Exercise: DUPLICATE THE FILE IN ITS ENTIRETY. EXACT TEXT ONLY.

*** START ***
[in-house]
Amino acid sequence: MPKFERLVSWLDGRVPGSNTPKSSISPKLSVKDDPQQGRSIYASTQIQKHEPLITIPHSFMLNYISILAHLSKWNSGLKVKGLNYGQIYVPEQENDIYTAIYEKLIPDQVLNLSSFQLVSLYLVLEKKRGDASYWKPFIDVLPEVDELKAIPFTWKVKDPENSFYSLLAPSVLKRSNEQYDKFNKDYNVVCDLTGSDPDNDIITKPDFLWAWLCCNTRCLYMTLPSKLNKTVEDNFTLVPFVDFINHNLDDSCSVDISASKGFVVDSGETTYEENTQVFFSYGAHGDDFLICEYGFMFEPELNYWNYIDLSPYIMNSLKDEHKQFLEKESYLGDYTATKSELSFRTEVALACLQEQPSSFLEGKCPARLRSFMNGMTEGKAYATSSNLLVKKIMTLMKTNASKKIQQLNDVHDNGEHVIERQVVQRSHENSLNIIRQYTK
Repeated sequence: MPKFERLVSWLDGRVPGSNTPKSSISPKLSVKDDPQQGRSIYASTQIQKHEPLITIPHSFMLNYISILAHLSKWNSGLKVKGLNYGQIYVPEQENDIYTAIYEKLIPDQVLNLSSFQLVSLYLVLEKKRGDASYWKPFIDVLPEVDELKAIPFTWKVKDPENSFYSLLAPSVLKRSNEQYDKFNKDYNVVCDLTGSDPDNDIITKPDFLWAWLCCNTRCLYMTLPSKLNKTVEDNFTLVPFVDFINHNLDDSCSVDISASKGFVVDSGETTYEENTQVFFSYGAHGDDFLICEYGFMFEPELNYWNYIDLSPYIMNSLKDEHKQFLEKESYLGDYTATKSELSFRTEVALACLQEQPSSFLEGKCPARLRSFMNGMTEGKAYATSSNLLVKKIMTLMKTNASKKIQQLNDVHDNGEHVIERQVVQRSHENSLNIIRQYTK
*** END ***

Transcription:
[in-house]
Amino acid sequence: MPKFERLVSWLDGRVPGSNTPKSSISPKLSVKDDPQQGRSIYASTQIQKHEPLITIPHSFMLNYISILAHLSKWNSGLKVKGLNYGQIYVPEQENDIYTAIYEKLIPDQVLNLSSFQLVSLYLVLEKKRGDASYWKPFIDVLPEVDELKAIPFTWKVKDPENSFYSLLAPSVLKRSNEQYDKFNKDYNVVCDLTGSDPDNDIITKPDFLWAWLCCNTRCLYMTLPSKLNKTVEDNFTLVPFVDFINHNLDDSCSVDISASKGFVVDSGETTYEENTQVFFSYGAHGDDFLICEYGFMFEPELNYWNYIDLSPYIMNSLKDEHKQFLEKESYLGDYTATKSELSFRTEVALACLQEQPSSFLEGKCPARLRSFMNGMTEGKAYATSSNLLVKKIMTLMKTNASKKIQQLNDVHDNGEHVIERQVVQRSHENSLNIIRQYTK
Repeated sequence: MPKFERLVSWLDGRVPGSNTPKSSISPKLSVKDDPQQGRSIYASTQIQKHEPLITIPHSFMLNYISILAHLSKWNSGLKVKGLNYGQIYVPEQENDIYTAIYEKLIPDQVLNLSSFQLVSLYLVLEKKRGDASYWKPFIDVLPEVDELKAIPFTWKVKDPENSFYSLLAPSVLKRSNEQYDKFNKDYNVVCDLTGSDPDNDIITKPDFLWAWLCCNTRCLYMTLPSKLNKTVEDNFTLVPFVDFINHNLDDSCSVDISASKGFVVDSGETTYEENTQVFFSYGAHGDDFLICEYGFMFEPELNYWNYIDLSPYIMNSLKDEHKQFLEKESYLGDYTATKSELSFRTEVALACLQEQPSSFLEGKCPARLRSFMNGMTEGKAYATSSNLLVKKIMTLMKTNASKKIQQLNDVHDNGEHVIERQVVQRSHENSLNIIRQYTK